4. The ROI figures are going to be highly dependent upon the mix of majors in each college.  Thus, Businessweek's list of "best bargains" is skewed toward public institutions that enroll a large number of students in STEM (science, technology, engineering, and math) fields, i.e., Colorado School of Mines, Georgia Tech, Virginia Tech, Cal Poly, Purdue, and Missouri University of Science & Technology.

  5.  It has been well documented that jobs that require college degrees generally have much better benefits, particularly pension and health care benefits, than those held by people with only a high school diploma.  Thus, by focusing on earnings only, and not accounting for benefits differences, the returns to college are again biased downward.
Most of the evidence from labor economists (see the work of Card and Krueger, or Ehrenberg) points to the fact that differences in returns to college are driven more by within college variation (i.e., differences in the choice of majors or academic experiences once enrolled in a particular college) rather than differences between colleges.  What this means is that the decisions students make about what to major in, what courses to take, and what other experiences they have in college have much more influence on their post-college earnings than does the choice of which college to attend.

The article concludes with this ridiculous comment:
Over the past 30 years, the S&P 500 Index averaged about 11 percent a year. Only 88 schools out of the 554 in the study had a better return than the S&;P. Everywhere else, students would have been better off—financially, at least—if they invested the money they spent on their college educations and never set foot in a classroom.

"For almost every school on the list," writes Lee [the director of quantitative analysis at the consulting firm used by Businessweek] in an e-mail, "prospective students paying full price would probably have been better off investing in the stock market 30 years ago rather than spending their money on a college education."
So the message here is that unless you attend one of those 88 schools, you are better off skipping college and instead investing the money in the stock market.

There have been many egregious examples over the years of the misuse of quantitative data to create rankings of colleges and universities.  But this is perhaps the worst I have ever seen.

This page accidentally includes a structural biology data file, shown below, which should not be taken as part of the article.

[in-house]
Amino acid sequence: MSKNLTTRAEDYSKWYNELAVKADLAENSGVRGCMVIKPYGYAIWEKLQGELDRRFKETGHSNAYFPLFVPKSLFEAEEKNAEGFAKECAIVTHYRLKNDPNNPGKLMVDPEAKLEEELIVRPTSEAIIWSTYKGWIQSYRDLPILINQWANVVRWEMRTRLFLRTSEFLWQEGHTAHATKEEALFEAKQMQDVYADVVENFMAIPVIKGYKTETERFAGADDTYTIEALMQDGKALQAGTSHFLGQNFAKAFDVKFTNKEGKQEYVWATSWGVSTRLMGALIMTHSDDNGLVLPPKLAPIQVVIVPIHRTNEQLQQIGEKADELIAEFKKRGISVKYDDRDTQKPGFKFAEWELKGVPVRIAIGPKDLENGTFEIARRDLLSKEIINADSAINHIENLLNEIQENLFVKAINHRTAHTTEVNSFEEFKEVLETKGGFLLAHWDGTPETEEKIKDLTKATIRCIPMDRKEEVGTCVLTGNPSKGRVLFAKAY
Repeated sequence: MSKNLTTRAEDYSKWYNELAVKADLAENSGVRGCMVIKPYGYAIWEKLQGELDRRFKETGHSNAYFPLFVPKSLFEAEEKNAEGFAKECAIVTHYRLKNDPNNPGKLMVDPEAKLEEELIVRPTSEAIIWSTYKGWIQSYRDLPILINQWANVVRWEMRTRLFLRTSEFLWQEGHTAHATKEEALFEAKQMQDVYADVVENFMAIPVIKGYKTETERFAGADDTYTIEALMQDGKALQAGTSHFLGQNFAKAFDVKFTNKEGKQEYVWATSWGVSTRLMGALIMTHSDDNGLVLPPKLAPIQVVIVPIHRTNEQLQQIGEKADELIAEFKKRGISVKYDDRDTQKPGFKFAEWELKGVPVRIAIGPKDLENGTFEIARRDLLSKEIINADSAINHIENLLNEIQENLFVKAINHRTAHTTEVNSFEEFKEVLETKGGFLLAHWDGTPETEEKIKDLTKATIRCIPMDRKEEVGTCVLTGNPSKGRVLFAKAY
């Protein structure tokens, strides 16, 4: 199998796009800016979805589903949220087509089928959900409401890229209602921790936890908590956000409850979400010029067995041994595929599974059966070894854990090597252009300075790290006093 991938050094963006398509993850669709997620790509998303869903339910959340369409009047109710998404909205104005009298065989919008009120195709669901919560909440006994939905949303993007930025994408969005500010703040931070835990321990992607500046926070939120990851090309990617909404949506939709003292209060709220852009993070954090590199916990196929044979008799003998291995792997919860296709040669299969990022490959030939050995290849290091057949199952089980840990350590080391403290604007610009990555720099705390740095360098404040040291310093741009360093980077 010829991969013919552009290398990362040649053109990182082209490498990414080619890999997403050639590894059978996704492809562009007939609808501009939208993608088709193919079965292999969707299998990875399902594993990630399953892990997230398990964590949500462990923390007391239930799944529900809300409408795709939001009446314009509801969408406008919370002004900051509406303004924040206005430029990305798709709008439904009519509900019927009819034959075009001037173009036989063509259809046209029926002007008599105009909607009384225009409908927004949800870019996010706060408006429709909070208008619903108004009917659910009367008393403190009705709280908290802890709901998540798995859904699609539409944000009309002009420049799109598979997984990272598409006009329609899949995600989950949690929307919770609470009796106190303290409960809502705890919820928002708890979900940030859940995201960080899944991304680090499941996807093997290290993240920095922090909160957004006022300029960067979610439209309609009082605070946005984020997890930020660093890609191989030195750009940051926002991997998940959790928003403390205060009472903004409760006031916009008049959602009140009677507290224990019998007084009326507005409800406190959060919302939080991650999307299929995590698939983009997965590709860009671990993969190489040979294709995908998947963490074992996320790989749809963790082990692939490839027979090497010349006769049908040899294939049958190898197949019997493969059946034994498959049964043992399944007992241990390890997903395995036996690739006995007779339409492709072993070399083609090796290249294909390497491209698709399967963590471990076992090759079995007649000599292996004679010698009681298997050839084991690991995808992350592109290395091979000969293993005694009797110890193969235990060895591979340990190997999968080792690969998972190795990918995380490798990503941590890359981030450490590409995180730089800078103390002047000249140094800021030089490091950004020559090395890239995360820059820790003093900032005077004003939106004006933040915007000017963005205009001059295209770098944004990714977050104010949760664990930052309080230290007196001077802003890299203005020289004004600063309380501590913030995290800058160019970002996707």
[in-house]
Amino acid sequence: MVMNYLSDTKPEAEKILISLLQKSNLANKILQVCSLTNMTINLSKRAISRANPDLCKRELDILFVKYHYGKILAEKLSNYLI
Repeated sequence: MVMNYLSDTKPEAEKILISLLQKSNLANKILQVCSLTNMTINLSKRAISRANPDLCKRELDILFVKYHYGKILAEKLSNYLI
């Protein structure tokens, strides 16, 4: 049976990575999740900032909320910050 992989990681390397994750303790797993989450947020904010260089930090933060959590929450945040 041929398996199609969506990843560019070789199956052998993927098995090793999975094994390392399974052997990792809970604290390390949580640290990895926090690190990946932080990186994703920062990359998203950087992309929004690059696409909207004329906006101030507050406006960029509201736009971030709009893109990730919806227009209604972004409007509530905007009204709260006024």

1. Even if the analysis was spot-on, the suggestion that students would have been better off investing the money makes the patently false assumption that students would have access to that money for investment purposes. How many students (or really, their parents) actually have the cash to pay for tuition? A good chunk of tuition is paid for using scholarships, grants, or education loans.

  2. Great point, Turducken. Much of the money "paid" for their education is in the form of institutional grant aid and student loans that wouldn't be available for investing in the S&P 500 as an alternative.

  3. Yes, BW reports on education have been absolutely atrocious for some time. I've written their award winning chief economist, Mike Mandel, on his blog about his own poor use of data. They rarely adjust list price for the 4 fold increase in student aid. They often focus on "full-time worker" earnings, ignoring that part of the benefit of jobs among the college educated is greater job security. As Don notes, they often focus solely one earnings, ignoring the fact that the college educated get more of their total compensation from non-earnings. That includes benefits, but in later years it also includes investment, partially generated by their higher salaries.

    I'm not sure what's the reasoning, but BW has a very clear corporate agenda against higher education.

  4. Moralhazard: I'm not sure it's an agenda against higher education, though you're right that they've published other critical articles. But I think it's likely motivated at least in part by an interest in selling magazines/page views, as they know that "rankings" of this type are of great interest to readers.

    I haven't checked, but I wonder if any of the colleges that come out well promoted their position through press releases. If so, it would be pretty self-serving of them.